FlightType *pFlightDep;        /* first departure from this city */
    FlightType *pFlightArr;        /* first arrival to this city */

    CityListType rgCity[MAXCITY];  /* array of cities */

You should initialize the sbCity field of all entries to NULL to indicate the entry is not being used. You will need to use a hash function (which we will discuss in class) to map a city to its index in the array. You will need to use new to allocate space for the city name (if it is a new city) and link the departure into the departure list for the city. Repeat for the arrival city. Each linked list should be sorted by time so that the first departure/arrival of the day is first in the list.

The other data structure contained within the Flights class is the array rgCity[], which is declared as follows:

#define MAXFLIGHT 199           /* maximum number of flights to maintain */
struct FlightNumberListType {
    int wFlight;                /* flight number */
    FlightType *pFlight;        /* flight node for this type */

    FlightNumberListType rgFlight[MAXFLIGHT];  /* array of flights */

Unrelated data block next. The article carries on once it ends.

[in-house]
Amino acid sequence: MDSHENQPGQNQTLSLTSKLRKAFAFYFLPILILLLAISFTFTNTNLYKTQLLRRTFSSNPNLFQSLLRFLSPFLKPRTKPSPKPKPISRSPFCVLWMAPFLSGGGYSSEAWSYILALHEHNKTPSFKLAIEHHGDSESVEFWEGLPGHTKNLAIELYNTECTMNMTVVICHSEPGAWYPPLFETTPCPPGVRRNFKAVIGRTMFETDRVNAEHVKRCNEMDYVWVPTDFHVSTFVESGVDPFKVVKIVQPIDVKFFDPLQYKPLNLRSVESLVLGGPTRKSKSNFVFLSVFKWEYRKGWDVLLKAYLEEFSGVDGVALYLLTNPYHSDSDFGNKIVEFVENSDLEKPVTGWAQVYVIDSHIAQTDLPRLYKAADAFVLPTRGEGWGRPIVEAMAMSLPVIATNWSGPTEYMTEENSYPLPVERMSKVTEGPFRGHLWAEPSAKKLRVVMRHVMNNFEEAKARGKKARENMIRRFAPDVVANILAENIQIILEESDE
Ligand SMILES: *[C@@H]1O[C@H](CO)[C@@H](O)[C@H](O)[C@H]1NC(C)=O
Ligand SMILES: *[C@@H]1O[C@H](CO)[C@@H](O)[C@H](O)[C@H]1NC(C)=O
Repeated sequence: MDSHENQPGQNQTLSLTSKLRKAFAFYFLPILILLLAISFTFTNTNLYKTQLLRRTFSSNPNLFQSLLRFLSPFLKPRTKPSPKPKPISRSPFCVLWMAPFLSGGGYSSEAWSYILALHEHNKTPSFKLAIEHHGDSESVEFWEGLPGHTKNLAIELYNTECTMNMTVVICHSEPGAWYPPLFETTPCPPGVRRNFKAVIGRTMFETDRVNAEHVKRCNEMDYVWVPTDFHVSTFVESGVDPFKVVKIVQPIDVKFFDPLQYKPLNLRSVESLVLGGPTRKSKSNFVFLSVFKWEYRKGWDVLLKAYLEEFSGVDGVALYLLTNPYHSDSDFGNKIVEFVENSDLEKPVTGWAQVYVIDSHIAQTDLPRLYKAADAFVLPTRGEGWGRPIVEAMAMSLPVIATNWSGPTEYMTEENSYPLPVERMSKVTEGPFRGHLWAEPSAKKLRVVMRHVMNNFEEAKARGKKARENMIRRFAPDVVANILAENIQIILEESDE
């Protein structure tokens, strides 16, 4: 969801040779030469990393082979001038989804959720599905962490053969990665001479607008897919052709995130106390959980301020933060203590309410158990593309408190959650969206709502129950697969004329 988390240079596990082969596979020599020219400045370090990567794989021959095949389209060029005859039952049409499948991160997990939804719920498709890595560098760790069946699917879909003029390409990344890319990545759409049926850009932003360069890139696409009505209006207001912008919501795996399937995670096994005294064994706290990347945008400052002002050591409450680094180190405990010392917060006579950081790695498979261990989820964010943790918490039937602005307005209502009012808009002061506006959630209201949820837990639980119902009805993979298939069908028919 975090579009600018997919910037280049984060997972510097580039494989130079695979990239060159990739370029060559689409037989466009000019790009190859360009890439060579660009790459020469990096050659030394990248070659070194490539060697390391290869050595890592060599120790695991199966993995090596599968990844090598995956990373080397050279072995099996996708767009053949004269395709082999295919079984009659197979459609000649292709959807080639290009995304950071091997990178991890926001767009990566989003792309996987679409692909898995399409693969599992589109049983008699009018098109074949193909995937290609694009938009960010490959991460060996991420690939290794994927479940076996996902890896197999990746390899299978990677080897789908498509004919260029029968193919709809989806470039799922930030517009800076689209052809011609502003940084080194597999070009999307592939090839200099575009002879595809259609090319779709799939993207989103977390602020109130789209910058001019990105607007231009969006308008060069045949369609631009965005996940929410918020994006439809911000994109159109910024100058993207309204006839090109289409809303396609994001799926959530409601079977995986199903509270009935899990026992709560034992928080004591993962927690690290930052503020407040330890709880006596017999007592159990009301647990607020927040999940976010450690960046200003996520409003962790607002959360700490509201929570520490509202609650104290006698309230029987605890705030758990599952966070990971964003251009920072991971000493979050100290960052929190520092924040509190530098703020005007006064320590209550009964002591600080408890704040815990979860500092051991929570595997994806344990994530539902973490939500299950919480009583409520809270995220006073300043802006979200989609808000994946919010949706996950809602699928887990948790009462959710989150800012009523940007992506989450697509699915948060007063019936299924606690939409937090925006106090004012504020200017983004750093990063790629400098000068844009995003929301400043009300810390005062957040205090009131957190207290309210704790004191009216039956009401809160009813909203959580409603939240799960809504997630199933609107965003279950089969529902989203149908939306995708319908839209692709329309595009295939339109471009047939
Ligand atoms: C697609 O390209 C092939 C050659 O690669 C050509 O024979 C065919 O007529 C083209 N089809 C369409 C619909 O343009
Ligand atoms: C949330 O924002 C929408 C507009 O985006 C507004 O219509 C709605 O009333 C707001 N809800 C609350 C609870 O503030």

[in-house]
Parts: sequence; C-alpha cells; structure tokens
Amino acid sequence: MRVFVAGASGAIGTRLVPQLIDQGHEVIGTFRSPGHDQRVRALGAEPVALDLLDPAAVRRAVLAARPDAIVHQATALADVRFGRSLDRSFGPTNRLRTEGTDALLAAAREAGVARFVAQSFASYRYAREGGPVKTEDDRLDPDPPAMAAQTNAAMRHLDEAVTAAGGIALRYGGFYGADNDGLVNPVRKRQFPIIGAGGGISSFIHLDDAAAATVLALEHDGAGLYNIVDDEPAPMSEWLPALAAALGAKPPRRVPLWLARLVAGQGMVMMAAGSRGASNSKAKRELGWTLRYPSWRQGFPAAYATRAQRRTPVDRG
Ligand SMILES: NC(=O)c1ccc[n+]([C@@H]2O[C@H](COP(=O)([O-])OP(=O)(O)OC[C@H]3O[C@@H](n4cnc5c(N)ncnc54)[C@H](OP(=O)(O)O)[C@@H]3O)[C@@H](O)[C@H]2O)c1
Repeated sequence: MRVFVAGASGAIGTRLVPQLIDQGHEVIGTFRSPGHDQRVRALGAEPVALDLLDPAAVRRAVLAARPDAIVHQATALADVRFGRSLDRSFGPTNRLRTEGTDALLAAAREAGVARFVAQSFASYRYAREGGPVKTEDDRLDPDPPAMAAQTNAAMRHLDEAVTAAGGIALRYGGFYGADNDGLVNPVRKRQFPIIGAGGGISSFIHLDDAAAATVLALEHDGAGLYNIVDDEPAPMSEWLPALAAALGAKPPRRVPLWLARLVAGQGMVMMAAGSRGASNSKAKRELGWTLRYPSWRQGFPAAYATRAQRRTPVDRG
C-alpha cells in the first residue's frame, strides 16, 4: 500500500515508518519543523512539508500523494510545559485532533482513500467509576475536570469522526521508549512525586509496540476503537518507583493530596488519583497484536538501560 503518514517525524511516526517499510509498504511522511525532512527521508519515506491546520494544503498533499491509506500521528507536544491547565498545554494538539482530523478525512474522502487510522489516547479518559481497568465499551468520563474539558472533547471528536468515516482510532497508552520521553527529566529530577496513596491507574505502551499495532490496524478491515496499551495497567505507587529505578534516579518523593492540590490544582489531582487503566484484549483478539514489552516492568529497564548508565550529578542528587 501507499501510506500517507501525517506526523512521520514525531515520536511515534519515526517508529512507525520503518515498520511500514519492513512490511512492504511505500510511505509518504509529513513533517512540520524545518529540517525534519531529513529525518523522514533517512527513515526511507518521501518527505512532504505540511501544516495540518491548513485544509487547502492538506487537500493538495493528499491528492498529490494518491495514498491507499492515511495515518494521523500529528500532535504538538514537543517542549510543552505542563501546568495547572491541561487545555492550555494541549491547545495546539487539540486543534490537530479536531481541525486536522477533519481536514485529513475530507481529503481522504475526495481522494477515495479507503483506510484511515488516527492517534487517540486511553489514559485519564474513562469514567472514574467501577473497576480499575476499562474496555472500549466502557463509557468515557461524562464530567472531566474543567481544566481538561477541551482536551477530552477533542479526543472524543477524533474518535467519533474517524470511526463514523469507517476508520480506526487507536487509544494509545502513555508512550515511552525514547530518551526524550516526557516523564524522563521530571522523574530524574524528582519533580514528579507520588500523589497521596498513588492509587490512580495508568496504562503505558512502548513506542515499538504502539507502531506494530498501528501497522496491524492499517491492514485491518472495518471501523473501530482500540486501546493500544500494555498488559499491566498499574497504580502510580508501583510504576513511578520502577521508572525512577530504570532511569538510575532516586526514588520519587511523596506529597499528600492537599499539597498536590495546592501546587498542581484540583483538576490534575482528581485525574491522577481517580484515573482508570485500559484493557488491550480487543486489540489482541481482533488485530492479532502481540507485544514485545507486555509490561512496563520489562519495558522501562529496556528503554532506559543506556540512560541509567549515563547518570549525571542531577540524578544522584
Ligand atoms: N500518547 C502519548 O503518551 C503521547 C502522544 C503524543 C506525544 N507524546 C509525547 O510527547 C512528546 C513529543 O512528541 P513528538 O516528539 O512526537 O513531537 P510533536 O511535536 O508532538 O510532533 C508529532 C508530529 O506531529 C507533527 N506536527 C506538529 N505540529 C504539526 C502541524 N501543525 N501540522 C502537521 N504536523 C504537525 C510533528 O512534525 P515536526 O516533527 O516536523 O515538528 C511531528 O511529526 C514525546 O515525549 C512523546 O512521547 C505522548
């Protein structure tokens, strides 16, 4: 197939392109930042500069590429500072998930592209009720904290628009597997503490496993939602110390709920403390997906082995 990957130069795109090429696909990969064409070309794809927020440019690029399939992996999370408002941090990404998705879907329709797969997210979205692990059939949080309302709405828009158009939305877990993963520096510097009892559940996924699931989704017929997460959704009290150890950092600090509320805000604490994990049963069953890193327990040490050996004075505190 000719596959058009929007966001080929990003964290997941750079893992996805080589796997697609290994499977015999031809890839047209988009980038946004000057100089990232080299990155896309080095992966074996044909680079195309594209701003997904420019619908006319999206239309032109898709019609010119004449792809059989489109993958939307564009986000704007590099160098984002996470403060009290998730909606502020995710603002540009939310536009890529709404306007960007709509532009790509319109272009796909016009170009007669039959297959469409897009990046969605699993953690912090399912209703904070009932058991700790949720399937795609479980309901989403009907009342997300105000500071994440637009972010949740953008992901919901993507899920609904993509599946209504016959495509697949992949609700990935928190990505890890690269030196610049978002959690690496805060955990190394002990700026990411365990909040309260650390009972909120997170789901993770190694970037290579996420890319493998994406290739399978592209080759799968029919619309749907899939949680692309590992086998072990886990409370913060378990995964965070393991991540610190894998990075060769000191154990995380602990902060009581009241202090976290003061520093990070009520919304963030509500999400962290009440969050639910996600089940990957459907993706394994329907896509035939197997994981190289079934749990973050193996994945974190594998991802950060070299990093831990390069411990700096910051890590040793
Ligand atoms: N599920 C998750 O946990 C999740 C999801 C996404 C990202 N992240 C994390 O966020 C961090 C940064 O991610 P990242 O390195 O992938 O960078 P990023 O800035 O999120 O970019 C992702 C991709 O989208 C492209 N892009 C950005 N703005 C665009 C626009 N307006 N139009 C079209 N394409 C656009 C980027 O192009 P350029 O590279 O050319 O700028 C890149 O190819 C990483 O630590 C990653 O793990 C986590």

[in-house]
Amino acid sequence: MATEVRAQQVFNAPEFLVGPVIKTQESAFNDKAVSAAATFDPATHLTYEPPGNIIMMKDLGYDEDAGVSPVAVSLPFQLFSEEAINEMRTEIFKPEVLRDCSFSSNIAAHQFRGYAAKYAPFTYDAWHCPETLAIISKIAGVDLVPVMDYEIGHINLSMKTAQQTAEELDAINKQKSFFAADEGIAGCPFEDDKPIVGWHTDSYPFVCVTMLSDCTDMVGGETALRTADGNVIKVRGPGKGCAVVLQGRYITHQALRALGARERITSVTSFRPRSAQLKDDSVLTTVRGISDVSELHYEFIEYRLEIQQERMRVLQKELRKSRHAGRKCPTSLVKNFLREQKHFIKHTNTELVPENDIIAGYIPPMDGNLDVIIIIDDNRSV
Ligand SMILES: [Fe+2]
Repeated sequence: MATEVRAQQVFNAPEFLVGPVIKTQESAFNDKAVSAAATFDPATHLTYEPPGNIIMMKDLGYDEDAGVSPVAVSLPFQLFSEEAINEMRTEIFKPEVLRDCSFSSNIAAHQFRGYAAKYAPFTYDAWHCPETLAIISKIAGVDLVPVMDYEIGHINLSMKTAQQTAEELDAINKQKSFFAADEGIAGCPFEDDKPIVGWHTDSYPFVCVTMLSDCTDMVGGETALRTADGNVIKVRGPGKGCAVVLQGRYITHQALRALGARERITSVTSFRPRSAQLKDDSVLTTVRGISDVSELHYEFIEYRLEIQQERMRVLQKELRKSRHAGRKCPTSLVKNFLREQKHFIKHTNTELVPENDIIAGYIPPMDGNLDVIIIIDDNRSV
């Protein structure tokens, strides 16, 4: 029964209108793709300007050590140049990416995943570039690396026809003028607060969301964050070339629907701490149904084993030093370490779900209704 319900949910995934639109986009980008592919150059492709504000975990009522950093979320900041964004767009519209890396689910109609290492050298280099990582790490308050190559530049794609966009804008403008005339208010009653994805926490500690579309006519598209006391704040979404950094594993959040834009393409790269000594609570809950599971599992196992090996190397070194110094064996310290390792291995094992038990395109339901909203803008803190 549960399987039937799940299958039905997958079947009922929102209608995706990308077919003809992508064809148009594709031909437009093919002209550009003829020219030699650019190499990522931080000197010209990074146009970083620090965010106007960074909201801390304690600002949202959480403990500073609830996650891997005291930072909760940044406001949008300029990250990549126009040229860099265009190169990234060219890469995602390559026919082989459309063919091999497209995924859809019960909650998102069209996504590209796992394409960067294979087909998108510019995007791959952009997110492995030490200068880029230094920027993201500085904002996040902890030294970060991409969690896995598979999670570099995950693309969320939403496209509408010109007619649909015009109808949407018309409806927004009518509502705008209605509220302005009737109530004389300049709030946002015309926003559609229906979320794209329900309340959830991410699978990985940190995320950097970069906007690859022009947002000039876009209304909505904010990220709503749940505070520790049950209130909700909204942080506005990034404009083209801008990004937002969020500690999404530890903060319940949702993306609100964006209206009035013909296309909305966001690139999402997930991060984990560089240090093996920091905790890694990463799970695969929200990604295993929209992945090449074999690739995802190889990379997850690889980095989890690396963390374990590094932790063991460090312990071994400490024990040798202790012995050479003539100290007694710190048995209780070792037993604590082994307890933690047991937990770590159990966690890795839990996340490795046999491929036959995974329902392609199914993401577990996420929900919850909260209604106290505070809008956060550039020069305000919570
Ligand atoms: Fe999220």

It is a sorted array of elements based on the flight number. The list must be sorted to facilitate searching of flights based upon the flight number. Each element of the array also maintains a link to the flight node. You should maintain a count on the number of flights in the database.

A picture of the resulting flight database for the sample input is shown in Figure 1. This figure shows how each flight node is tied in with the rgFlight[] and rgCity[] arrays. Note: Your hash function will likely compute different indices for the cities shown.

flightdb Figure: Sample Structure of the Flight Database.

Passenger Schedule Database

You will also need to maintain a linked list of passenger reservations. These should be maintained in a Reservations class. You should use the following data structures within this class and the pReserveHead variable as a private member of the class.

struct RouteType {
    int wDay;                        /* day of travel: mmdd */
    int cHop;                        /* Number of hops (1 or 2) */
    int wFlight1;                /* Flight number of first hop */
    int wFlight2;                /* Flight number of second hop (if needed) */

#define ROUNDTRIP 0
#define ONEWAY 1
struct ReservationType {
    char *sbFirst;                /* first name of passenger */
    char *sbLast;                /* last name of passenger */
    int wType;                        /* ROUNDTRIP or ONEWAY */